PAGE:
Glowing Eyes For Regular Guys

Cosplayers continually push the boundary of what’s possible in live costuming, often taking effects from the silver screen and creating them in real life. [KyleofAsgard] is no exception, bringing Thor’s glowing eyes to life in this impressive build.

The helmet is a 3D printed piece from Thingiverse, painted and distressed by hand.

The build relies on special contact lenses, which [Kyle] suggests are best sourced by searching for “electric blue contact lenses”. These glow in the presence of UV light, which here is provided by a strip of UV LEDs embedded into Thor’s helmet from the recent Marvel movies.

The concept is simple, but the attention to detail is what makes this project a winner. Not content with an earlier build that was a tangle of wires and uncomfortable to use, [KyleofAsgard] made some smart upgrades. The battery for the LEDs and all circuitry is built into the helmet, making it easy to take on and off on those long convention days. For a more impressive effect, a relay is used to turn the LEDs on by remote control with a 433MHz module. This allows [Kyle] or an assistant to trigger the effect covertly, adding plenty of drama when the eyes suddenly begin to shine. It’s all done with off-the-shelf parts that even a novice could put together.

Giving credit where it’s due, [Kyle] notes that his work was inspired by that of Instagram cosplayer [missxboof], who executed a similar concept earlier this year. It’s great to see the cosplay community coming together and sharing tips and techniques online. Of course, if your tastes are more Metroid than Marvel, you might prefer this arm cannon build. Video after the break.

[Thanks to NZSmartie for the tip!]

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Improve your vision with computer generated glasses

[Vitor Pamplona] sent in a project presented at this years SIGGRAPH. It’s a piece of hardware that corrects vision without the need for lenses. Yep. software-defined eyeglasses now exist, even if the project is a bit bulky for daily wear.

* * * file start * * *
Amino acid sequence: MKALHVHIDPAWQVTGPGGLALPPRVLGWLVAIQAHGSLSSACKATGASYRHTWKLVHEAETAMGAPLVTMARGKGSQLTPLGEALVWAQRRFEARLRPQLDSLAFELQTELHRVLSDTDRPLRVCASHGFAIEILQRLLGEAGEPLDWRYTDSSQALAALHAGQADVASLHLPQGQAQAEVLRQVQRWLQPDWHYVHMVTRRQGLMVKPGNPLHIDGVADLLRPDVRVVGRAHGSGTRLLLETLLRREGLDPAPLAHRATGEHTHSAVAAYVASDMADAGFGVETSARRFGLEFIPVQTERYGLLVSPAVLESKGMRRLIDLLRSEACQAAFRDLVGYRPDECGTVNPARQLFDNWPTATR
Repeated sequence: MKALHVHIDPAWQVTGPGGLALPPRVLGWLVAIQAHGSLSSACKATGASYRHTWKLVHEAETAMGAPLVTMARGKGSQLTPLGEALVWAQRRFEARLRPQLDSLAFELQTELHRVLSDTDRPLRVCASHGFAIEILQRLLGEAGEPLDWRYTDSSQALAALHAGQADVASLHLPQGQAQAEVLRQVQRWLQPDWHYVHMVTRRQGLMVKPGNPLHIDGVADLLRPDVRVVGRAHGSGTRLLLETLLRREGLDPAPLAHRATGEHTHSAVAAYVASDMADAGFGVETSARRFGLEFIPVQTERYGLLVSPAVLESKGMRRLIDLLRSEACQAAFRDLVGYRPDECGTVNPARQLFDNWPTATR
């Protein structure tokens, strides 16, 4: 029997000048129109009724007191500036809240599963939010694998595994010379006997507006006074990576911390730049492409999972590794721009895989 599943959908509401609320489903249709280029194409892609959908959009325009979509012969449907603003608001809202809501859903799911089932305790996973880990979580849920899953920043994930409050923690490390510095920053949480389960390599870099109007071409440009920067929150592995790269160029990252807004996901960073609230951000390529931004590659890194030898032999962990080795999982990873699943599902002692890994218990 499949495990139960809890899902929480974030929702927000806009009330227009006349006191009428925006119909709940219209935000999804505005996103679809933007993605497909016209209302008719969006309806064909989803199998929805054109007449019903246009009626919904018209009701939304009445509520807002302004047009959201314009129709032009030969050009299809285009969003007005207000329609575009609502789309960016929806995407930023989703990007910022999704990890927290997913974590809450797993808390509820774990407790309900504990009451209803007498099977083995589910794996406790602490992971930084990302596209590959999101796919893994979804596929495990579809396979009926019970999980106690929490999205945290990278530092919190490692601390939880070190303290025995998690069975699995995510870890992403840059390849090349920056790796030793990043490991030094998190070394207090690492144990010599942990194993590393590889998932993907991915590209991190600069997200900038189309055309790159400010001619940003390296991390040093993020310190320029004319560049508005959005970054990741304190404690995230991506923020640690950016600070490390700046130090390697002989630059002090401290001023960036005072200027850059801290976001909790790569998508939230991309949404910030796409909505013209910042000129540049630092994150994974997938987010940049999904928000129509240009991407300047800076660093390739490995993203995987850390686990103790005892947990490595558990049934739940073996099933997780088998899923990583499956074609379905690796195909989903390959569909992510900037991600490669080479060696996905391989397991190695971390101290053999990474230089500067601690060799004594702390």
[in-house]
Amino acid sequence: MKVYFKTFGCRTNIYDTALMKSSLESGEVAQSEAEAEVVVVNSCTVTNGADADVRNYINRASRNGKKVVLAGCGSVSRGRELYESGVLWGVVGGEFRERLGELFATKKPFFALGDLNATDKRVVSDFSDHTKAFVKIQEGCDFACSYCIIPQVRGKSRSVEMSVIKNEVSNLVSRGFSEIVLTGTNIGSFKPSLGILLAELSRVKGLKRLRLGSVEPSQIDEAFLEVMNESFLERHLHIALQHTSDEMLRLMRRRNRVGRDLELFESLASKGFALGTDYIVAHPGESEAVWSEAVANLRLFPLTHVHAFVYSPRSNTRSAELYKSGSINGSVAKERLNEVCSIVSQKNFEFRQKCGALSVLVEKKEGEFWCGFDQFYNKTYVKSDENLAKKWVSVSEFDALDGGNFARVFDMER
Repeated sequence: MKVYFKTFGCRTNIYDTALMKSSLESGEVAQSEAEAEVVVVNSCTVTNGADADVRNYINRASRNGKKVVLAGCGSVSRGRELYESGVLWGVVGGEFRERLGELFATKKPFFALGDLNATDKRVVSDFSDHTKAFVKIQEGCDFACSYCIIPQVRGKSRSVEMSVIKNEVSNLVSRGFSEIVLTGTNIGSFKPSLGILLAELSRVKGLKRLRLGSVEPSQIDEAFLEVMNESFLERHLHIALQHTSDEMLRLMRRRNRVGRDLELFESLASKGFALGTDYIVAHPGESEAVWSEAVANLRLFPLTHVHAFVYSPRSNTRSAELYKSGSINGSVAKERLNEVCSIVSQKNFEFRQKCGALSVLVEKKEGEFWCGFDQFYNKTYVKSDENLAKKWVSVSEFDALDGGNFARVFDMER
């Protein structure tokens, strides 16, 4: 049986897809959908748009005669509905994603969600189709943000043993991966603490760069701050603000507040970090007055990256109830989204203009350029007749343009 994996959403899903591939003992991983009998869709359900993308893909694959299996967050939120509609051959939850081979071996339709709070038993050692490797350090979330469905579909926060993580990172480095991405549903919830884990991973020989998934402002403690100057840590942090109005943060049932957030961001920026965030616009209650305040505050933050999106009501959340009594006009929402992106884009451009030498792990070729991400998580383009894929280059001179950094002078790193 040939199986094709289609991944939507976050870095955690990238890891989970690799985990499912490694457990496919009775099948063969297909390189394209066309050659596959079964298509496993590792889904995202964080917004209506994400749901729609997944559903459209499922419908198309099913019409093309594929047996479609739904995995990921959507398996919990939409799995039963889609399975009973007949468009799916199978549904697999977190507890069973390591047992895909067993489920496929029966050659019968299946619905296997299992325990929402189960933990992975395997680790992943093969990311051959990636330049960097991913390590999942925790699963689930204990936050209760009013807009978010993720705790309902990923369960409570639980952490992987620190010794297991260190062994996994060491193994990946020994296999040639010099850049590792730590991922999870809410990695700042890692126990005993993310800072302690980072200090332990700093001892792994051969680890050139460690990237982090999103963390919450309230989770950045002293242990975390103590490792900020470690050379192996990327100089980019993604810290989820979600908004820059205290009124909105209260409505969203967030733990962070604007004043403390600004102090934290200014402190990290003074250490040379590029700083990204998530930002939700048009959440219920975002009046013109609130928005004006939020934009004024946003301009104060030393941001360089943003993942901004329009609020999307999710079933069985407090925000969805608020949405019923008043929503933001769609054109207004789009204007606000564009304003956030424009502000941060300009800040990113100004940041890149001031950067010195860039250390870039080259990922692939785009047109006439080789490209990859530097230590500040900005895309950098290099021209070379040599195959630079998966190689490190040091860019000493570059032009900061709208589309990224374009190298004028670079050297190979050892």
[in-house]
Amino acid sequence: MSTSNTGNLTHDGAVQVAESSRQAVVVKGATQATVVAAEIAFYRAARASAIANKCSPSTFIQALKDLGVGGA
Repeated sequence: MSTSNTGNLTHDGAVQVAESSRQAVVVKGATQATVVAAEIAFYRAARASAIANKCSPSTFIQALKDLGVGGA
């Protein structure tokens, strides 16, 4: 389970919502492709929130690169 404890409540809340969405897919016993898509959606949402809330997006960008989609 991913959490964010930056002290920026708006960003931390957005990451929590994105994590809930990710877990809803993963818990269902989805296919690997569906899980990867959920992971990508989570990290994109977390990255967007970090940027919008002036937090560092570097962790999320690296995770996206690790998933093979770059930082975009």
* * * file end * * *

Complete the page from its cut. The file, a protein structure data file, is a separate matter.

[Vitor] et al came up with two versions of hardware for this project. The first is a dual stack of high-resolution LCD displays, while the second revision is an LCD with a lenticular overlay. With this hardware, the team can change the focal plane of an entire image, or just subsets of an image allowing for customized vision correction for anyone with nearsightedness, farsightedness, astigmatism, presbyopia, and even cataracts.

With plenty of head-mounted augmented reality platforms coming down the pipe such as Google’s Project Glass and a few retina displays, we could see this type of software-defined vision correction being very useful for the 75% of adults who use some form of vision correction. It may just be a small step towards the creation of a real-life VISOR, but we glasses-wearing folk will take what we can get.

You can check out the .PDF of the paper here, or watch the video after the break.

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Automated squinting instead of glasses, contacts, or lasik

[Lee] is nearsighted and has had it with contacts and glasses. When trying to figure out an alternative, he looked at the core of the problem. The eye is not shaped correctly and therefore cannot focus adequately. The solution is to change the shape of the lens. This is exactly what lasik (laser eye surgery) does, but instead of going under the incredibly bright knife [Lee] built some headgear that pulls on your face to reshape your eye.

The hardware is from an old portable CD player. The sled that moved the laser lens has been repurposed to pull a thread taped to the skin at the corner of his eye. He built a control system that lets him adjust the tension by moving his fingers. Basically when the skin is pulled tight it causes him to squint and possibly reshapes the cornea just a bit. We’re not sold on the idea, but we can’t poo-poo the experiment; who knows what discovery this could lead to? We’re just glad he didn’t use electrical impulses to hack his peepers.

You can find some test video embedded after the break.

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